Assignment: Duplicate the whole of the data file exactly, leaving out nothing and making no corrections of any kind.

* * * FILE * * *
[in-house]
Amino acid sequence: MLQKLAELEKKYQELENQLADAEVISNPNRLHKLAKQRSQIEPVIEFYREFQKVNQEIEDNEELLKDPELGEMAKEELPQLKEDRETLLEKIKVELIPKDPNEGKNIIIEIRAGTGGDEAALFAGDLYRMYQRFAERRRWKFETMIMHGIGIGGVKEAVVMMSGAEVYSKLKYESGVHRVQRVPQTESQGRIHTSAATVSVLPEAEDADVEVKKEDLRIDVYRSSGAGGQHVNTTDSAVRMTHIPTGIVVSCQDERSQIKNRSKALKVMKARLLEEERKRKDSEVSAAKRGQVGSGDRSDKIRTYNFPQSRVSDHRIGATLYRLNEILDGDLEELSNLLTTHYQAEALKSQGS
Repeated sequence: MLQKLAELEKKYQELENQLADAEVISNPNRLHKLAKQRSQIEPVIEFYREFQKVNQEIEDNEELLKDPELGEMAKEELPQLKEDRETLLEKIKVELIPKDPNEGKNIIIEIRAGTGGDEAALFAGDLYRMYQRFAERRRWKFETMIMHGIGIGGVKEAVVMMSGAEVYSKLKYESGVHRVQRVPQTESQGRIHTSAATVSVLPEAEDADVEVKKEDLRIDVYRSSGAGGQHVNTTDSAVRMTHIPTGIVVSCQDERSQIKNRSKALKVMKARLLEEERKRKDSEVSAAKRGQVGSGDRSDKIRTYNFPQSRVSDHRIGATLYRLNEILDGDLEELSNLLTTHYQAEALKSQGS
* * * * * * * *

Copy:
[in-house]
Amino acid sequence: MLQKLAELEKKYQELENQLADAEVISNPNRLHKLAKQRSQIEPVIEFYREFQKVNQEIEDNEELLKDPELGEMAKEELPQLKEDRETLLEKIKVELIPKDPNEGKNIIIEIRAGTGGDEAALFAGDLYRMYQRFAERRRWKFETMIMHGIGIGGVKEAVVMMSGAEVYSKLKYESGVHRVQRVPQTESQGRIHTSAATVSVLPEAEDADVEVKKEDLRIDVYRSSGAGGQHVNTTDSAVRMTHIPTGIVVSCQDERSQIKNRSKALKVMKARLLEEERKRKDSEVSAAKRGQVGSGDRSDKIRTYNFPQSRVSDHRIGATLYRLNEILDGDLEELSNLLTTHYQAEALKSQGS
Repeated sequence: MLQKLAELEKKYQELENQLADAEVISNPNRLHKLAKQRSQIEPVIEFYREFQKVNQEIEDNEELLKDPELGEMAKEELPQLKEDRETLLEKIKVELIPKDPNEGKNIIIEIRAGTGGDEAALFAGDLYRMYQRFAERRRWKFETMIMHGIGIGGVKEAVVMMSGAEVYSKLKYESGVHRVQRVPQTESQGRIHTSAATVSVLPEAEDADVEVKKEDLRIDVYRSSGAGGQHVNTTDSAVRMTHIPTGIVVSCQDERSQIKNRSKALKVMKARLLEEERKRKDSEVSAAKRGQVGSGDRSDKIRTYNFPQSRVSDHRIGATLYRLNEILDGDLEELSNLLTTHYQAEALKSQGS